I’ve been taking part in #HistFicMay where historical fiction authors are invited to answer one question a day about their work. Yesterday’s question was: ‘How do you advertise your book?’

I’d been thinking about blogging about marketing for a while and this question, the day before my weekly blog post, has rather focussed my mind.

I’m self-published, so all the sales efforts for my books are down to me. The bad news is that this takes a ridiculous amount of time and energy. The good news is that (having originally been published by a small press) I know that an indie author will do a better job selling their books themselves than most publishers will do for the vast majority of their writers.

So what do I do?

Let’s start with what I don’t do. I don’t advertise. Historical fiction that isn’t Tudors or Regency Romance is a bit of a niche market. Unless a major publisher takes me up and decides to promote me heavily, I’m never going to sell thousands of books. (That’s why so many writers hold out for publishing deals, hoping against hope that they will be one of the lucky dozen or so that their publisher chooses to put serious money behind.)

About 80% of my sales are on Kindle and most of my books are just £3.99 so any significant advertising campaign is unlikely to pay for itself. I used to work in adverting and an insignificant advertising campaign is simply a waste of money. (Something I’ve confirmed by dipping a toe into Facebook and Amazon adverts.)

Social media

I do make an effort with social media. I post regularly on Twitter (I’m still not calling it X) and I have an author page on Facebook. I have an account on Bluesky too, but, sadly, the platform never really took off.

I don’t expect someone will see a tweet and rush to buy one of my books. I’m hoping that my social media efforts will drive people to my blog. (Well, you’re here, so presumably it works sometimes.) Then, with luck, you might explore my website and buy a book.

The website you’re on right now

I’ve put a fair amount of effort into my website, so I hope it sells the odd book. I’ve trialled selling directly (look at the bottom of my landing page) but so far with zero interest. This is largely my own fault because I’ve downplayed the offer in case it doesn’t work out on a practical level and I end up annoying a lot of readers and maybe losing money. Still, the offer is there so do feel free to take it up.

The main thing I do on the website is blog. I’m pretty religious about blogging every Friday. I enjoy it, which is a good thing because it takes quite a lot of time. Some blog posts get hundreds of viewers (over 450 when I reviewed Ridley Scott’s Napoleon, for example) while others pass almost unnoticed. I’ve looked for patterns so that I can just concentrate on the things that people will read but there honestly don’t seem to be any. It would help if I got feedback from people commenting on my posts, but generally they don’t. I just shout into the void and hope somebody is listening.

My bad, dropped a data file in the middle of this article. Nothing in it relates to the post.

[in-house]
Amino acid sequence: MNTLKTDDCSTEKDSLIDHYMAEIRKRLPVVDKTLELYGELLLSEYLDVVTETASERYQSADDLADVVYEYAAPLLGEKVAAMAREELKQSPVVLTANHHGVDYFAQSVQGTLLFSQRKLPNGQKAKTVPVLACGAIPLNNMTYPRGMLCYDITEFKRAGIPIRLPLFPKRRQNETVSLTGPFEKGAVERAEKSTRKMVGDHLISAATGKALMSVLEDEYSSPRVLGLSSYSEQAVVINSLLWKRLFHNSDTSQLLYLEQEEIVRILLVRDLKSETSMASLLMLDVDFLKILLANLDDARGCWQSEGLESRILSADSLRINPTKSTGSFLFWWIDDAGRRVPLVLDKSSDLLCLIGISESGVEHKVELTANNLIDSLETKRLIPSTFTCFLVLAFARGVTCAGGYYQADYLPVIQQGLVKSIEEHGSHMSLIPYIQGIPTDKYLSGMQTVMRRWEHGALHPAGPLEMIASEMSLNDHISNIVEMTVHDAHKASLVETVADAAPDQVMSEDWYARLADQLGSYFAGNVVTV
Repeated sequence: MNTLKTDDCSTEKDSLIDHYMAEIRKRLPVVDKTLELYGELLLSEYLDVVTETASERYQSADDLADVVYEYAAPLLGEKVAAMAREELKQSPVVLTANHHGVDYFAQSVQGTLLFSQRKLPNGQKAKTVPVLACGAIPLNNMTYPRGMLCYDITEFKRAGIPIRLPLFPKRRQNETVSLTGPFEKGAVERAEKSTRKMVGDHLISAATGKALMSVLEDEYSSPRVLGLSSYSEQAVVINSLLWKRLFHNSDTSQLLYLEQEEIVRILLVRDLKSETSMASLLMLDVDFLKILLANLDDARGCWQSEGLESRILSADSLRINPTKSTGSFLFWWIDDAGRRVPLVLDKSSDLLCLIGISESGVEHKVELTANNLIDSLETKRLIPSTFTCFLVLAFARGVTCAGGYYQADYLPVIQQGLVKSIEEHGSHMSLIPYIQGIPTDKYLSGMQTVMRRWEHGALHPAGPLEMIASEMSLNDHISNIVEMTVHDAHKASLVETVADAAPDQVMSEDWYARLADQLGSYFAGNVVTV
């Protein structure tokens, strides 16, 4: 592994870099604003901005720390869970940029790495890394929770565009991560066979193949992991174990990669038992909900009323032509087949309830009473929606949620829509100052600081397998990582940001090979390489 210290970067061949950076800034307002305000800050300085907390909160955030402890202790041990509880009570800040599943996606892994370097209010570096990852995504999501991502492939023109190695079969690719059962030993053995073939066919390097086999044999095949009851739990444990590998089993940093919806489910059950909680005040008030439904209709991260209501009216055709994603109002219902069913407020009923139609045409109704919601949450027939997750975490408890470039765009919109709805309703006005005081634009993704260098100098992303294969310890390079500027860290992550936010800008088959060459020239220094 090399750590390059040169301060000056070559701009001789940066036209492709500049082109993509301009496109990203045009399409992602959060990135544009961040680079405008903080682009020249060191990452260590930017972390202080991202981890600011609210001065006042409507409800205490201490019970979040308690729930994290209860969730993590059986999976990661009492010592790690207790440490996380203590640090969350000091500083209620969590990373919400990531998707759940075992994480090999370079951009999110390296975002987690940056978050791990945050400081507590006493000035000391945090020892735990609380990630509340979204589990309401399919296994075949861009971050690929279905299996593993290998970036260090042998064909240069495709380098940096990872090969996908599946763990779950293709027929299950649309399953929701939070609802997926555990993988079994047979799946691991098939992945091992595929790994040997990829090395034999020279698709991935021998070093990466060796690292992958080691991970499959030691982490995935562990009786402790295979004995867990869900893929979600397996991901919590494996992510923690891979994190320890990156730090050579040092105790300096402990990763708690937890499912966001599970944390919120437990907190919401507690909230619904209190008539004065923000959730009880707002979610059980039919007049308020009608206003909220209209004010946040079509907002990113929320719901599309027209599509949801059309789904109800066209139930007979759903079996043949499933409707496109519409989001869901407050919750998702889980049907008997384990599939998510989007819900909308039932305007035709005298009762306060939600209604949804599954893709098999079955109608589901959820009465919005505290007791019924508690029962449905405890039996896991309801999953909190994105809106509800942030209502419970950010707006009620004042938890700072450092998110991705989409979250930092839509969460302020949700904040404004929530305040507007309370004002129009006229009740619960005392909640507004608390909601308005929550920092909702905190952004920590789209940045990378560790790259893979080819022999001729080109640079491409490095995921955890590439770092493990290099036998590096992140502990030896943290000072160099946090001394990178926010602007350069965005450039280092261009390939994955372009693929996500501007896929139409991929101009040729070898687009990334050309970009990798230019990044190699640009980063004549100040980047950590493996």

Free offers

I do run the odd Kindle giveaway. Many people speak highly of these and they have the advantage they don’t cost anything. The result can be one of my books appearing briefly in the bestseller list except that, given that they are free, I don’t feel that they have genuinely been ‘sold’. I’m not even sure that they have been read. I am certain I am not alone in having books on my Kindle that I picked up because they were free and have never got around to opening.

What I do find depressing is that even when people do read free books, they seem reluctant to review them. Surely that’s the implicit deal between the author and the person they give the free copy to? I do post a line or two on Amazon for every free book that I read unless I really can’t think of something kind to say about it and that’s rare. It would be nice if everybody else took the same approach.

Still, free offers cost nothing and can do no harm, so why not?

The best way to sell

What I have discovered is that the best way to sell a book is to write another one in the series. At the moment, I’m trying to write another adventure for James Burke. Unfortunately, I find myself spending more and more time procrastinating with tweeting and Facebooking and, dare I say it, writing this.

Going forward

I keep saying that I’m going to cut down on my blogging and, reading over what I’ve just written, I think I really have to make an effort to do so. So I will continue to blog on Fridays but maybe not every Friday and the posts might be dug out from years ago when most of you weren’t reading it anyway or may be just some pretty pictures or a few words of wisdom. It’s quite likely that shorter posts will be more appreciated. And I will be cutting down on Twitter. I’m sticking with #HistFicMay until the end of the month but after that I’m going to try to have some tweet-free days each week. I already hardly tweet on weekends and I think I’ll cut out Wednesdays too. That way I might even get a book written.

Tell me I’m wrong

I know that there are people who will say that I’m taking a negative attitude and that I really should make more effort to sell, rather than less. You may be right. I’m happy to be persuaded.

Feel free to respond to this blog and I’ll take all your comments on board. After all, if many of you do reply it will prove that I’m not screaming into the void at all.

Prove me wrong.

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